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Risteard

It is prohibited to use a core of an incorrect colour and heatshrink it under ET101.

 

It MUST be replaced with twin brown I.S. 201-4 (new type T&E with full-sized insulated cpc) cable.

 

But the QC (Qualified Certifier) should know this.

Edited by Risteard

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kerching
9 hours ago, Risteard said:

MUST be replaced with twin brown I.S. 201-4 (new type T&E with full-sized insulated cpc) cable.

That's interesting 

I never knew or heard of that....makes sense though all cores the same size and insulated.    Apparently in USA they don't even sleeve the earth AND I believe you can only have 1 core in a screw terminal so they are all fastened with a Screwit and a pigtail brought out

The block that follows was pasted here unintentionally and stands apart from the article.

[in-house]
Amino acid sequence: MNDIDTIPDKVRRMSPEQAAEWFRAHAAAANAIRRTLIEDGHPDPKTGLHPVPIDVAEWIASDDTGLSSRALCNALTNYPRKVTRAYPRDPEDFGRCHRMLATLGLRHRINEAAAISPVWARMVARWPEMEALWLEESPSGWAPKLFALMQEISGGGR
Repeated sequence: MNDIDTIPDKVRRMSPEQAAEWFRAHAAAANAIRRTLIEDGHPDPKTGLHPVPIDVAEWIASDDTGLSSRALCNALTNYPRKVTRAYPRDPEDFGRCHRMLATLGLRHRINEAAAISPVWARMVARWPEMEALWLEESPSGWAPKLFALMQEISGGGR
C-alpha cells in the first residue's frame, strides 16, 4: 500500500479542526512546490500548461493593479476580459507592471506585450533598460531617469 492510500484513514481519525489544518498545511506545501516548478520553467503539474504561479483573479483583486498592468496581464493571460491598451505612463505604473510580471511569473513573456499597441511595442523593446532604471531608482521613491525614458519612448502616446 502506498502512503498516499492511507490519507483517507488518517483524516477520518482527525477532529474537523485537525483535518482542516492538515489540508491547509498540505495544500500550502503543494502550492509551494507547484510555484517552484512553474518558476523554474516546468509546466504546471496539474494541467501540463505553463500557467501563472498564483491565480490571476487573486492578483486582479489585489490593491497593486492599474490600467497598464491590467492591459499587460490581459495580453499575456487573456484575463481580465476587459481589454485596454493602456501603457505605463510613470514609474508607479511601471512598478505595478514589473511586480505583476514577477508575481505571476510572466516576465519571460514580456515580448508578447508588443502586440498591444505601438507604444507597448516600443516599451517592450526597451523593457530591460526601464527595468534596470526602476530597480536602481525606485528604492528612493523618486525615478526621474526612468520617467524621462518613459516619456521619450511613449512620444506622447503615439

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Sharpend
1 hour ago, kerching said:

That's interesting 

I never knew or heard of that....makes sense though all cores the same size and insulated.    Apparently in USA they don't even sleeve the earth AND I believe you can only have 1 core in a screw terminal so they are all fastened with a Screwit and a pigtail brought out


Is this to aid conductivity in the ‘flash bang’ test? 

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Risteard
On 24/01/2020 at 15:00, Paul Hayden said:

Thanks Roys,

 

Yes I know technically once it looks ok and heat shrink is on it that it should be fine but It

is a new installation and I am not really comfortable certifying it. Thanks for the response.

 

Regards,

 

Paul

Out of interest, why are you certifying someone else's installation work?

 

The only time that this is permissible is after having filed a Change of Contractor request, and then only after having received written authority from RECI to proceed. In every other situation it is prohibited and will result in disciplinary action (including expulsion) from RECI. The only other exception to this is the "Test Only" cert where an installation has been de-energised for over six months to get the DSO (ESB) reconnection.

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roys